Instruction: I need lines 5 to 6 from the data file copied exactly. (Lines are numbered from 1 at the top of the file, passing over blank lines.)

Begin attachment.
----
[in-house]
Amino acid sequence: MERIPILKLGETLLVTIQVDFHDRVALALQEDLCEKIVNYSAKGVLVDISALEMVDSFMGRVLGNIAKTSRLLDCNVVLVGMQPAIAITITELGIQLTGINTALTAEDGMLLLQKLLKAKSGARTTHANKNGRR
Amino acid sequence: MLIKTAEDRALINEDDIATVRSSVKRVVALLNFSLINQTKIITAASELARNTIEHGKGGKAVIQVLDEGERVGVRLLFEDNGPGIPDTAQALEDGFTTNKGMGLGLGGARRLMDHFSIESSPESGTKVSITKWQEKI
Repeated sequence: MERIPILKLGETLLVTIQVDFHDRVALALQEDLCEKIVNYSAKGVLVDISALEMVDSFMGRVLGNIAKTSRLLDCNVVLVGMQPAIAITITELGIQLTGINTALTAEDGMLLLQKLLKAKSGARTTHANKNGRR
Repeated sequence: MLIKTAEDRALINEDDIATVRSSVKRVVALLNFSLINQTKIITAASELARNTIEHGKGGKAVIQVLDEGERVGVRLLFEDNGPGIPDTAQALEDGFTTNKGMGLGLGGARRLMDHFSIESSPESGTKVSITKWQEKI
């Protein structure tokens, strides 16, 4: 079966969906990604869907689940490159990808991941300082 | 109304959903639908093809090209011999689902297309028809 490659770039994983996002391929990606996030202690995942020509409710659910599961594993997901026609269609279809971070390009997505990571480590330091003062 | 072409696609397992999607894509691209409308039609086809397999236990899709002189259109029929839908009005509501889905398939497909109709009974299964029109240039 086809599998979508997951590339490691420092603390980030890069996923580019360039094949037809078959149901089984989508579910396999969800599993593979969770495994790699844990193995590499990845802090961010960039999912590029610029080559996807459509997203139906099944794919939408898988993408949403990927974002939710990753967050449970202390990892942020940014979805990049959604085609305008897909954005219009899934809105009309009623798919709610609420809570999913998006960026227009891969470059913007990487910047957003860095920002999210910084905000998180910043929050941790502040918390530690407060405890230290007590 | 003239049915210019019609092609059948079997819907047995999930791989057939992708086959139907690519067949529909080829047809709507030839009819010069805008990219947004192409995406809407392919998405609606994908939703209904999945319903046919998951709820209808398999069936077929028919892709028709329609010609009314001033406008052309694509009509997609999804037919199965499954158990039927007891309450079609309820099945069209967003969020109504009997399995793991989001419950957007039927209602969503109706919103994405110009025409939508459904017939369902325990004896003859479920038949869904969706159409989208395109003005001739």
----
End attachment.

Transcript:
Repeated sequence: MLIKTAEDRALINEDDIATVRSSVKRVVALLNFSLINQTKIITAASELARNTIEHGKGGKAVIQVLDEGERVGVRLLFEDNGPGIPDTAQALEDGFTTNKGMGLGLGGARRLMDHFSIESSPESGTKVSITKWQEKI
């Protein structure tokens, strides 16, 4: 079966969906990604869907689940490159990808991941300082 | 109304959903639908093809090209011999689902297309028809 490659770039994983996002391929990606996030202690995942020509409710659910599961594993997901026609269609279809971070390009997505990571480590330091003062 | 072409696609397992999607894509691209409308039609086809397999236990899709002189259109029929839908009005509501889905398939497909109709009974299964029109240039 086809599998979508997951590339490691420092603390980030890069996923580019360039094949037809078959149901089984989508579910396999969800599993593979969770495994790699844990193995590499990845802090961010960039999912590029610029080559996807459509997203139906099944794919939408898988993408949403990927974002939710990753967050449970202390990892942020940014979805990049959604085609305008897909954005219009899934809105009309009623798919709610609420809570999913998006960026227009891969470059913007990487910047957003860095920002999210910084905000998180910043929050941790502040918390530690407060405890230290007590 | 003239049915210019019609092609059948079997819907047995999930791989057939992708086959139907690519067949529909080829047809709507030839009819010069805008990219947004192409995406809407392919998405609606994908939703209904999945319903046919998951709820209808398999069936077929028919892709028709329609010609009314001033406008052309694509009509997609999804037919199965499954158990039927007891309450079609309820099945069209967003969020109504009997399995793991989001419950957007039927209602969503109706919103994405110009025409939508459904017939369902325990004896003859479920038949869904969706159409989208395109003005001739």